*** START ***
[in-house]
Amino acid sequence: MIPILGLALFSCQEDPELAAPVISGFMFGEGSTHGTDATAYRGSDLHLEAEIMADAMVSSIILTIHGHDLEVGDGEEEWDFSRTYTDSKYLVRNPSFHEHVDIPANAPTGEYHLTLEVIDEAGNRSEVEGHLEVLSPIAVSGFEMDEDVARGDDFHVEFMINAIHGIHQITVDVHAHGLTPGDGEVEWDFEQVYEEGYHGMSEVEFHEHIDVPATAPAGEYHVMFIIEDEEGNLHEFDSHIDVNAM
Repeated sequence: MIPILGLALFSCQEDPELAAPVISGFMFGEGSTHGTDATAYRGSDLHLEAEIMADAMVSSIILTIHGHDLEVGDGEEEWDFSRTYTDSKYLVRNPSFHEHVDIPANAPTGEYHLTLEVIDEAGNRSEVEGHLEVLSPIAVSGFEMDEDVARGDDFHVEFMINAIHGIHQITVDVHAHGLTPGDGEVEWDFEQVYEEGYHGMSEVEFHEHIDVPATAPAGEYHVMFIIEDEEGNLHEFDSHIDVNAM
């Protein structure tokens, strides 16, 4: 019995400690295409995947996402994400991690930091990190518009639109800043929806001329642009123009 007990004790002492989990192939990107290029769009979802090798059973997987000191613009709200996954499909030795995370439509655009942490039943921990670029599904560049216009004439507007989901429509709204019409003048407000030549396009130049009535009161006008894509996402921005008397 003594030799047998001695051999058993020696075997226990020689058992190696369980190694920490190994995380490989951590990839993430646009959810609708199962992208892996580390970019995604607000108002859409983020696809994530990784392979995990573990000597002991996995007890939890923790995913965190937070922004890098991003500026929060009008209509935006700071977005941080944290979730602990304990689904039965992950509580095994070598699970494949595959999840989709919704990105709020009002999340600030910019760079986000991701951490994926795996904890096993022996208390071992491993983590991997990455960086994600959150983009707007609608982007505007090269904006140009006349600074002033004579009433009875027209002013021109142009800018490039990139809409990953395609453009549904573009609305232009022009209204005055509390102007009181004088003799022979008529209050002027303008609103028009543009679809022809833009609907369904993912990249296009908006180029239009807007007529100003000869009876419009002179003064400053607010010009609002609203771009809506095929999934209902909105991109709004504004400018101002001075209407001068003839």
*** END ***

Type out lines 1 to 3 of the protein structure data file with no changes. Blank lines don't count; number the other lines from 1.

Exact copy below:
[in-house]
Amino acid sequence: MIPILGLALFSCQEDPELAAPVISGFMFGEGSTHGTDATAYRGSDLHLEAEIMADAMVSSIILTIHGHDLEVGDGEEEWDFSRTYTDSKYLVRNPSFHEHVDIPANAPTGEYHLTLEVIDEAGNRSEVEGHLEVLSPIAVSGFEMDEDVARGDDFHVEFMINAIHGIHQITVDVHAHGLTPGDGEVEWDFEQVYEEGYHGMSEVEFHEHIDVPATAPAGEYHVMFIIEDEEGNLHEFDSHIDVNAM
Repeated sequence: MIPILGLALFSCQEDPELAAPVISGFMFGEGSTHGTDATAYRGSDLHLEAEIMADAMVSSIILTIHGHDLEVGDGEEEWDFSRTYTDSKYLVRNPSFHEHVDIPANAPTGEYHLTLEVIDEAGNRSEVEGHLEVLSPIAVSGFEMDEDVARGDDFHVEFMINAIHGIHQITVDVHAHGLTPGDGEVEWDFEQVYEEGYHGMSEVEFHEHIDVPATAPAGEYHVMFIIEDEEGNLHEFDSHIDVNAM